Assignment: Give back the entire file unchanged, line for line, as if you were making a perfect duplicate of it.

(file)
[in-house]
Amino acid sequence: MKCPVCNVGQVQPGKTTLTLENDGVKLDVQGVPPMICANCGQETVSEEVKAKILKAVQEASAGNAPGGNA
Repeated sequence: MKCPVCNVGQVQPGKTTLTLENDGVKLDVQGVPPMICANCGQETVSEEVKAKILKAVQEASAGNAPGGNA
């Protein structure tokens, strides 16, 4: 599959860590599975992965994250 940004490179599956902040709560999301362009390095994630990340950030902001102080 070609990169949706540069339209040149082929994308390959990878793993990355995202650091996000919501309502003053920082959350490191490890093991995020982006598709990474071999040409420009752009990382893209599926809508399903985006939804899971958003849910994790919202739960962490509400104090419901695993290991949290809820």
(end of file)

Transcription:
[in-house]
Amino acid sequence: MKCPVCNVGQVQPGKTTLTLENDGVKLDVQGVPPMICANCGQETVSEEVKAKILKAVQEASAGNAPGGNA
Repeated sequence: MKCPVCNVGQVQPGKTTLTLENDGVKLDVQGVPPMICANCGQETVSEEVKAKILKAVQEASAGNAPGGNA
């Protein structure tokens, strides 16, 4: 599959860590599975992965994250 940004490179599956902040709560999301362009390095994630990340950030902001102080 070609990169949706540069339209040149082929994308390959990878793993990355995202650091996000919501309502003053920082959350490191490890093991995020982006598709990474071999040409420009752009990382893209599926809508399903985006939804899971958003849910994790919202739960962490509400104090419901695993290991949290809820």